Wearables smothering Swiss watch business, Fossil CEO says

Fossil will start selling an Android Wear smartwatch in October or November, said CEO Kosta Kartsotis

Fossil's CEO is looking to make the company's traditional watches smarter by adding sensors to monitor a person's physical activities and sleep patterns.

Fossil's CEO is looking to make the company's traditional watches smarter by adding sensors to monitor a person's physical activities and sleep patterns.

Wearables are reducing interest in Swiss watches, with those highly regarded timepieces losing some of their luster as technology is incorporated into what people wear on their wrists.

"I think technology and the whole idea of wearables ... has taken some of the oxygen out of the Swiss business," Fossil CEO Kosta Kartsotis told analysts on a call to discuss the watch maker's second quarter results.

Without mentioning Apple or its smartwatch by name, Kartsotis implied the arrival of tech companies in the fashion world means the industry needs to incorporate technology into its products to stay trendy.

"We also see technology emerging as the latest trend in fashion, with the growing interest in wearable technology inspiring new entrants into the watch space," he said.

These new competitors, along with other factors like a strong US. dollar, contributed to Fossil's quarterly revenue decline, Kartsotis said. For the quarter ending July 4, Fossil recorded revenue of $US740 million versus $US773 million for the year-ago period.

The Apple Watch, meanwhile, went on sale during that time frame. Starting in April, the wearable could be ordered only from Apple's website before the company began carrying the watch in its stores in June.

It is unclear what impact smartwatches will have on the sale of analog timepieces. Some analysts predict that consumers are more inclined to purchase sensor-equipped devices that do more than tell time. Last week, a report from market research firm NPD Group claimed the Apple Watch was partially behind the largest slump in U.S. watch sales since 2008.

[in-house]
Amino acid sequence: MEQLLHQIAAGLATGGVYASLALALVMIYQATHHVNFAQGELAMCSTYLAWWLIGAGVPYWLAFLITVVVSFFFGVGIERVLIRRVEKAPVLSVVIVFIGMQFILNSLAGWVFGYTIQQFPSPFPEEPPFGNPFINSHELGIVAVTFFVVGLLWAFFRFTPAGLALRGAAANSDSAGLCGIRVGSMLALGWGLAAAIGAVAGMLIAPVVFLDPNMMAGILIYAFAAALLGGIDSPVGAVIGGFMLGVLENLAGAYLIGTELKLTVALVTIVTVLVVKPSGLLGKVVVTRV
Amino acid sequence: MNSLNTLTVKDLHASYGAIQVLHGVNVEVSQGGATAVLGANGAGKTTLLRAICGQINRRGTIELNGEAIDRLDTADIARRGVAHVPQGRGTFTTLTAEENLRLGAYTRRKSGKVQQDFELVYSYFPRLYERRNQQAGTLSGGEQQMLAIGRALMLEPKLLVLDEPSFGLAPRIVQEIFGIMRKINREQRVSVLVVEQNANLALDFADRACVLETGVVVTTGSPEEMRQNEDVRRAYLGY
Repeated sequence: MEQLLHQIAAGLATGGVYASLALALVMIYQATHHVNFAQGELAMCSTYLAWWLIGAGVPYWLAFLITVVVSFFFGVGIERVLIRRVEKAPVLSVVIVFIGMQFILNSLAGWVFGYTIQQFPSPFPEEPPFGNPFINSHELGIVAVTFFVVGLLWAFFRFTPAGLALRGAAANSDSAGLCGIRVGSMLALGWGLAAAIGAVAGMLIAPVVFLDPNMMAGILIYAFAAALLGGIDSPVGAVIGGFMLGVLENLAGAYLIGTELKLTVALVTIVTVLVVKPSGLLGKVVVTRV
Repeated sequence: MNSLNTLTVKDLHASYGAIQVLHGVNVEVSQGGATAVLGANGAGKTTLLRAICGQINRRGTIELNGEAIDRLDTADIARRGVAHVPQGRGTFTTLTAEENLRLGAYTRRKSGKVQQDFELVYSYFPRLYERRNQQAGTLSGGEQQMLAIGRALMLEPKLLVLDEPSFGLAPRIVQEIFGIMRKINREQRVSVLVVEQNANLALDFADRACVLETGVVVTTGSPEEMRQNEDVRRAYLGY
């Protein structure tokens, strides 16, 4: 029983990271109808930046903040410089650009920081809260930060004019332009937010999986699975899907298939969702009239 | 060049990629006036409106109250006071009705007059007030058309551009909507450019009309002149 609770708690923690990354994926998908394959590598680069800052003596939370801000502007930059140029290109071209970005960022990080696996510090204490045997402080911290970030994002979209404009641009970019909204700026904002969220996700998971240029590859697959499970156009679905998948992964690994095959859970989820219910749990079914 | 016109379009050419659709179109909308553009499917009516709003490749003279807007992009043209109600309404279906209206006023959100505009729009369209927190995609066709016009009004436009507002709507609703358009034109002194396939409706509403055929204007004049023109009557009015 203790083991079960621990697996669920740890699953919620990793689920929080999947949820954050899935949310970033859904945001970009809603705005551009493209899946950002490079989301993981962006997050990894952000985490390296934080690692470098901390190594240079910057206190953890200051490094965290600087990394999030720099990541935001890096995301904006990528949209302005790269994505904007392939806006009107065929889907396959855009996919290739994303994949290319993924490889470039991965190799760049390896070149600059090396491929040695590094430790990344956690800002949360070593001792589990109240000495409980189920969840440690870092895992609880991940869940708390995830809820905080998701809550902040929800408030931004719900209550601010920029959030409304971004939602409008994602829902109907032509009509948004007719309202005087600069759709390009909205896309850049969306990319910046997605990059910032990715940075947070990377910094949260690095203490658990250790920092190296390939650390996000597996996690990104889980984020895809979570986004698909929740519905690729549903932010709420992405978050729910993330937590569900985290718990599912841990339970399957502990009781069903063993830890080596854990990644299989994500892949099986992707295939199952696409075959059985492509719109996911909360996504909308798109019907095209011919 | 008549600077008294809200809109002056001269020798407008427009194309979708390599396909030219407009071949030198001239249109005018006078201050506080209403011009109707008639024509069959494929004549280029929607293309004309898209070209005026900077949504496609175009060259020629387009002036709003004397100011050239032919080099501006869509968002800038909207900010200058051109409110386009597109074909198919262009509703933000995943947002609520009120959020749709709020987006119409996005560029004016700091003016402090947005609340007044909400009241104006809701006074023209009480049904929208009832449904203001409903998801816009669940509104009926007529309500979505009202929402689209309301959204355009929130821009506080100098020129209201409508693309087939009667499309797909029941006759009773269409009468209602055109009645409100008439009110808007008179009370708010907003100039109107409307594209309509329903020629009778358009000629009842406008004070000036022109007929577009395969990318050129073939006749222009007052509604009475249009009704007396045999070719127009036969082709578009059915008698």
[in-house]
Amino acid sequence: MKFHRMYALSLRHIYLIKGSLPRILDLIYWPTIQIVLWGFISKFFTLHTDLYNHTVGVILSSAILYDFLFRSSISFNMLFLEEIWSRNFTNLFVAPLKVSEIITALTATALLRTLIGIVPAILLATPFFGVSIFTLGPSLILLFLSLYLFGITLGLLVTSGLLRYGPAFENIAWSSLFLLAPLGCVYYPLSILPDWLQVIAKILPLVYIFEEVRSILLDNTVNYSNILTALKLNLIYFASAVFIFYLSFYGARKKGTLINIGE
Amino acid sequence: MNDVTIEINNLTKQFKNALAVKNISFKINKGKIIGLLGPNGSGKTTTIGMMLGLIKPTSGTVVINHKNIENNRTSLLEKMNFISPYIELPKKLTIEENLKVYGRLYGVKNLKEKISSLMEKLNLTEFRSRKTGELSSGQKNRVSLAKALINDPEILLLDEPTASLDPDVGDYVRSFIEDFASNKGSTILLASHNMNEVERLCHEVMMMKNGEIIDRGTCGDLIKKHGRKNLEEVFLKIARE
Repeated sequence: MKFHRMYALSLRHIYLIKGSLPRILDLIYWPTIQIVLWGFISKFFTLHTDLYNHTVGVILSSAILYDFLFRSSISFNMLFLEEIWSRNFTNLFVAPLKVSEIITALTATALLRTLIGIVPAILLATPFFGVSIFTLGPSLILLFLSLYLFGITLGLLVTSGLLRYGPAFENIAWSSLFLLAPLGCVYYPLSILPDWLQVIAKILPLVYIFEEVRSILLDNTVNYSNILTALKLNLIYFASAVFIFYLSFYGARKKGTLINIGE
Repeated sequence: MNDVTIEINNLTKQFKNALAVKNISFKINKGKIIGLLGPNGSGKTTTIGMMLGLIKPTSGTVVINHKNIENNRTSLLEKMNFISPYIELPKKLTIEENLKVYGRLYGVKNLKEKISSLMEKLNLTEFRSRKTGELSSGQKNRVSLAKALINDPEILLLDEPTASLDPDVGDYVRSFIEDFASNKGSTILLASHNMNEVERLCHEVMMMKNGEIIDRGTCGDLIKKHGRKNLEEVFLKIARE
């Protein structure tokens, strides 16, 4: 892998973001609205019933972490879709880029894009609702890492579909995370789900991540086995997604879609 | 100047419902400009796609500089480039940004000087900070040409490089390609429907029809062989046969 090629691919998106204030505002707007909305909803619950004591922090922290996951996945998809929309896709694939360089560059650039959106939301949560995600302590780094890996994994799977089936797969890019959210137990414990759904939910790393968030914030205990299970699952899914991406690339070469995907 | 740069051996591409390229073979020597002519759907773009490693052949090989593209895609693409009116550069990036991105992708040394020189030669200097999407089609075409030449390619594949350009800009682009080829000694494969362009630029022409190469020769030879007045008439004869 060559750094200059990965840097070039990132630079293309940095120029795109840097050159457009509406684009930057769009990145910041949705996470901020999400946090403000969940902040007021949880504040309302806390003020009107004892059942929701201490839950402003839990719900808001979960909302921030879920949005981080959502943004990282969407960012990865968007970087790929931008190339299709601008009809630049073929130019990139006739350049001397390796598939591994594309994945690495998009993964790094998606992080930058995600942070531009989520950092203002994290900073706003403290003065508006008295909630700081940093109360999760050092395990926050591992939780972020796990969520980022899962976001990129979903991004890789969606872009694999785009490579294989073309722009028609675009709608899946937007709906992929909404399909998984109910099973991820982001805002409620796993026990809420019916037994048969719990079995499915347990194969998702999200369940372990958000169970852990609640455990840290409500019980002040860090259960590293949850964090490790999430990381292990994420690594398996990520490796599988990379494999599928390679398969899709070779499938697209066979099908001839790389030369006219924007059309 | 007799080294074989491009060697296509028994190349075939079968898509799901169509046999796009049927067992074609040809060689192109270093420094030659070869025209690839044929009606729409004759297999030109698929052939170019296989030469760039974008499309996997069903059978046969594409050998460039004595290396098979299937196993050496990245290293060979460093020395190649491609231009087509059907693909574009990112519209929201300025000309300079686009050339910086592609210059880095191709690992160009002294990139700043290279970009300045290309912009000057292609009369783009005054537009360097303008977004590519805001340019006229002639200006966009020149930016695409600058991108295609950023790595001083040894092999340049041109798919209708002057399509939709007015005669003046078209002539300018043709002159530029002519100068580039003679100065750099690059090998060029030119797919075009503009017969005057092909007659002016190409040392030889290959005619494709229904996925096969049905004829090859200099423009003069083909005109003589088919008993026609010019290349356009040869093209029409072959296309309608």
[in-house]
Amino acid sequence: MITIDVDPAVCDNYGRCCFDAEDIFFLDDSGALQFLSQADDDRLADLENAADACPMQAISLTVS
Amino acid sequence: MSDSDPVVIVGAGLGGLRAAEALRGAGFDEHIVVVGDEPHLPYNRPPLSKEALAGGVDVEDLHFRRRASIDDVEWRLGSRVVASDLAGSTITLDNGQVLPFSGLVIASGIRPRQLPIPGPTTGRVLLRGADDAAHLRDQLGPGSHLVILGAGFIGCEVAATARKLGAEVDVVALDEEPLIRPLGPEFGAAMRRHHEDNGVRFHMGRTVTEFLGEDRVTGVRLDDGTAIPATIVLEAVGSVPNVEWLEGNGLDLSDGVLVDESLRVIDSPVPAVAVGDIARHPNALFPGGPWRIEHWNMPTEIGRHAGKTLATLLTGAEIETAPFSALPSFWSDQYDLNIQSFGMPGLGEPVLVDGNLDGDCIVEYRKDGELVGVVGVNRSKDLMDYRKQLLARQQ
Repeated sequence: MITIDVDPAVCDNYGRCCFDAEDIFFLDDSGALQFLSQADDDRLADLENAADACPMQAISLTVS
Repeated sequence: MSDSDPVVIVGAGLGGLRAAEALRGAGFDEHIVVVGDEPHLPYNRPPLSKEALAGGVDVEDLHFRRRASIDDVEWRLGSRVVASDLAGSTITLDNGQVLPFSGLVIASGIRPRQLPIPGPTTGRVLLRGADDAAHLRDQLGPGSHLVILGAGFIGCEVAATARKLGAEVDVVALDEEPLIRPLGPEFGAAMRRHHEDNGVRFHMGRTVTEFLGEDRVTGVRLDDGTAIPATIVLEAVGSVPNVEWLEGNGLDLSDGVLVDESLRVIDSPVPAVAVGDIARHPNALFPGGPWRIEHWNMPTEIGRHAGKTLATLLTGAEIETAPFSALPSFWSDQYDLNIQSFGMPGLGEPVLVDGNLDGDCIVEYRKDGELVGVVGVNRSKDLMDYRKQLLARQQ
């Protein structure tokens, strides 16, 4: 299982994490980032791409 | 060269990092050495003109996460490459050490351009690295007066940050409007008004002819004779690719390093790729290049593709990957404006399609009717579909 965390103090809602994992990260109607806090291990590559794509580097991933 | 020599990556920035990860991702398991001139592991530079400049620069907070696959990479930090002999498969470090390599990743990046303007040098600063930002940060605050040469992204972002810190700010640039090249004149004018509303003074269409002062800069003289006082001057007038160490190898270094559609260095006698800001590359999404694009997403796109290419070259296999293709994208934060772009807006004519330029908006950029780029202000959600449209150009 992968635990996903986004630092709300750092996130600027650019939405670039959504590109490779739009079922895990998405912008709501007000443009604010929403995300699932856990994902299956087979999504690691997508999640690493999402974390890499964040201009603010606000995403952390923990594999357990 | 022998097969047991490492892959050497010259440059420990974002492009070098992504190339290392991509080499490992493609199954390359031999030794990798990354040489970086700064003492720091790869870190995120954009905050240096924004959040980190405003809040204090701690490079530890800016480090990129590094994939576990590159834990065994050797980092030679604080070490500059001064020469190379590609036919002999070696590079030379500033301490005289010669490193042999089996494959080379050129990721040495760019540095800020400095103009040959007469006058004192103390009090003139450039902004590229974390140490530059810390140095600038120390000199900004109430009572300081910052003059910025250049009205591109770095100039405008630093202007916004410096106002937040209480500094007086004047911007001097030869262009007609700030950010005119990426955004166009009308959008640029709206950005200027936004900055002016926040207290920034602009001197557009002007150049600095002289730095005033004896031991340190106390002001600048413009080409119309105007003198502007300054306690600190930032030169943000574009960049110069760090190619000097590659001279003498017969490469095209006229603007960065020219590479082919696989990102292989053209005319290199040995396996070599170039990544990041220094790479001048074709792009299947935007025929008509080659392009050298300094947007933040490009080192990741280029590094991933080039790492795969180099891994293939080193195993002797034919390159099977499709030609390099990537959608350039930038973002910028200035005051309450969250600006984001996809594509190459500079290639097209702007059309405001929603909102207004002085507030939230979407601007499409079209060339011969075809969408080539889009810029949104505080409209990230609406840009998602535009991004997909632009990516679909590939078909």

Fossil sees wearables as a key component of the industry's future and the company is developing three product categories around the technology.

First, there are smartwatches, like the Android Wear model Fossil is planning on launching in October or November, Kartsotis said. When Google announced its OS for wearables last March, Fossil was listed as a partner that would make watches running Android Wear.

Since then, not much has been heard about the effort. Fossil, though, has said development is taking longer than anticipated, and that the watch will include Intel sensors.

Kartsotis also predicted wearables will spawn a device category akin to jewelry, such as bracelets, which lack the displays found on smartwatches.

The final category, which Kartsotis labelled "smarter watches," will have the greatest long-term impact at Fossil. These devices will be existing analog watches with sensors added to perform functions like tracking activity and sleep, he said. Fossil is on track to release those watches this year, Kartsotis added.